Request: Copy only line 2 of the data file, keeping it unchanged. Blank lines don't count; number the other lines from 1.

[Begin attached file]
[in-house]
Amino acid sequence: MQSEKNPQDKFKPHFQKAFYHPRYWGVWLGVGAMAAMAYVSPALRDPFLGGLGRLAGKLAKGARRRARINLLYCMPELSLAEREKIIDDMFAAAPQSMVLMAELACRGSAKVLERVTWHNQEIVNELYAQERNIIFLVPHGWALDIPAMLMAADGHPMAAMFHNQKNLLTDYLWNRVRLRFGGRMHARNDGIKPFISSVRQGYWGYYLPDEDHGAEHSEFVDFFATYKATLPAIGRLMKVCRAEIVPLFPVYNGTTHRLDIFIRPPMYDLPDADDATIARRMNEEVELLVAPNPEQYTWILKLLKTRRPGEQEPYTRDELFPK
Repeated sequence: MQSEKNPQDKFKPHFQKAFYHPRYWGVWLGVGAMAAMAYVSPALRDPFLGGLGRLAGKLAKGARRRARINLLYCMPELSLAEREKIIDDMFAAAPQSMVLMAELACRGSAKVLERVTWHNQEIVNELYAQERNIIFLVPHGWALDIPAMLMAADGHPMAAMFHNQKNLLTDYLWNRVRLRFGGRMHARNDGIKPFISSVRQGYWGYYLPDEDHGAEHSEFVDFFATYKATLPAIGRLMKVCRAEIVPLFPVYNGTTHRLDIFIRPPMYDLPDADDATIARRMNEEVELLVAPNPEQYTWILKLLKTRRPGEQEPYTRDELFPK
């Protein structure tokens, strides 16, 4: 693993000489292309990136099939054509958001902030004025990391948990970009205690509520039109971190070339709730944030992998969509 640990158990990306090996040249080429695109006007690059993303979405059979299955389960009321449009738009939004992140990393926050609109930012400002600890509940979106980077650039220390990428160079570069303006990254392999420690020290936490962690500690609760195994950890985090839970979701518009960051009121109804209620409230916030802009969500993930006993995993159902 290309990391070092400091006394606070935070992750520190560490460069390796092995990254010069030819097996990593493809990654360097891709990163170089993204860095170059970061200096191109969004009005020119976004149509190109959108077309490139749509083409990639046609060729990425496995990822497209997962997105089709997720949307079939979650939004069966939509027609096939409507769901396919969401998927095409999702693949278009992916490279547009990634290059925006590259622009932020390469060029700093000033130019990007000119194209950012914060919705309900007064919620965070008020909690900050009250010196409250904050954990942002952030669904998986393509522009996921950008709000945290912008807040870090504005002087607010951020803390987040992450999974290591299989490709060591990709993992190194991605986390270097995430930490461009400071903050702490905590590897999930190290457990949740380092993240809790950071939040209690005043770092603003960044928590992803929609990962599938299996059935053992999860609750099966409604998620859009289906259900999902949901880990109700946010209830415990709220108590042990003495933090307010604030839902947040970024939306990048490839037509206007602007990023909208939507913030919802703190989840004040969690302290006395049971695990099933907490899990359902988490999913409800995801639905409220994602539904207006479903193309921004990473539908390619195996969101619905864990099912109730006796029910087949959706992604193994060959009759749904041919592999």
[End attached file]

Amino acid sequence: MQSEKNPQDKFKPHFQKAFYHPRYWGVWLGVGAMAAMAYVSPALRDPFLGGLGRLAGKLAKGARRRARINLLYCMPELSLAEREKIIDDMFAAAPQSMVLMAELACRGSAKVLERVTWHNQEIVNELYAQERNIIFLVPHGWALDIPAMLMAADGHPMAAMFHNQKNLLTDYLWNRVRLRFGGRMHARNDGIKPFISSVRQGYWGYYLPDEDHGAEHSEFVDFFATYKATLPAIGRLMKVCRAEIVPLFPVYNGTTHRLDIFIRPPMYDLPDADDATIARRMNEEVELLVAPNPEQYTWILKLLKTRRPGEQEPYTRDELFPK